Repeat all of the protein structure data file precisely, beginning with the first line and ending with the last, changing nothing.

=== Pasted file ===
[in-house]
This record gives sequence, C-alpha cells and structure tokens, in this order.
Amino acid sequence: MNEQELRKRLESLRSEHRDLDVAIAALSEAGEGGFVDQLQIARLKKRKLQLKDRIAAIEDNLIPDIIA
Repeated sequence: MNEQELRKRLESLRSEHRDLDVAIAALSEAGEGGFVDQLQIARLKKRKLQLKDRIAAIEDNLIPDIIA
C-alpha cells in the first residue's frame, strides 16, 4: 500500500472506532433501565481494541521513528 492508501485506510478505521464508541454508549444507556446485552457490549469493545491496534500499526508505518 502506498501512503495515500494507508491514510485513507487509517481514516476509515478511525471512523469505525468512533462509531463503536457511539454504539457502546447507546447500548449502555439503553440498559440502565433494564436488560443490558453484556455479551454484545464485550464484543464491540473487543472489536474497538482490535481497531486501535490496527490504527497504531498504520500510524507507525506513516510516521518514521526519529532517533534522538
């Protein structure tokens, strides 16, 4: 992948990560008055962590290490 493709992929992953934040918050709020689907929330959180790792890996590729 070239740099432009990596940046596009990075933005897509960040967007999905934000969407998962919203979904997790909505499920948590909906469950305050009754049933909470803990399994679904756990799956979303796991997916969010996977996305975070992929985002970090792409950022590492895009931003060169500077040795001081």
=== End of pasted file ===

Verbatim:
[in-house]
This record gives sequence, C-alpha cells and structure tokens, in this order.
Amino acid sequence: MNEQELRKRLESLRSEHRDLDVAIAALSEAGEGGFVDQLQIARLKKRKLQLKDRIAAIEDNLIPDIIA
Repeated sequence: MNEQELRKRLESLRSEHRDLDVAIAALSEAGEGGFVDQLQIARLKKRKLQLKDRIAAIEDNLIPDIIA
C-alpha cells in the first residue's frame, strides 16, 4: 500500500472506532433501565481494541521513528 492508501485506510478505521464508541454508549444507556446485552457490549469493545491496534500499526508505518 502506498501512503495515500494507508491514510485513507487509517481514516476509515478511525471512523469505525468512533462509531463503536457511539454504539457502546447507546447500548449502555439503553440498559440502565433494564436488560443490558453484556455479551454484545464485550464484543464491540473487543472489536474497538482490535481497531486501535490496527490504527497504531498504520500510524507507525506513516510516521518514521526519529532517533534522538
């Protein structure tokens, strides 16, 4: 992948990560008055962590290490 493709992929992953934040918050709020689907929330959180790792890996590729 070239740099432009990596940046596009990075933005897509960040967007999905934000969407998962919203979904997790909505499920948590909906469950305050009754049933909470803990399994679904756990799956979303796991997916969010996977996305975070992929985002970090792409950022590492895009931003060169500077040795001081």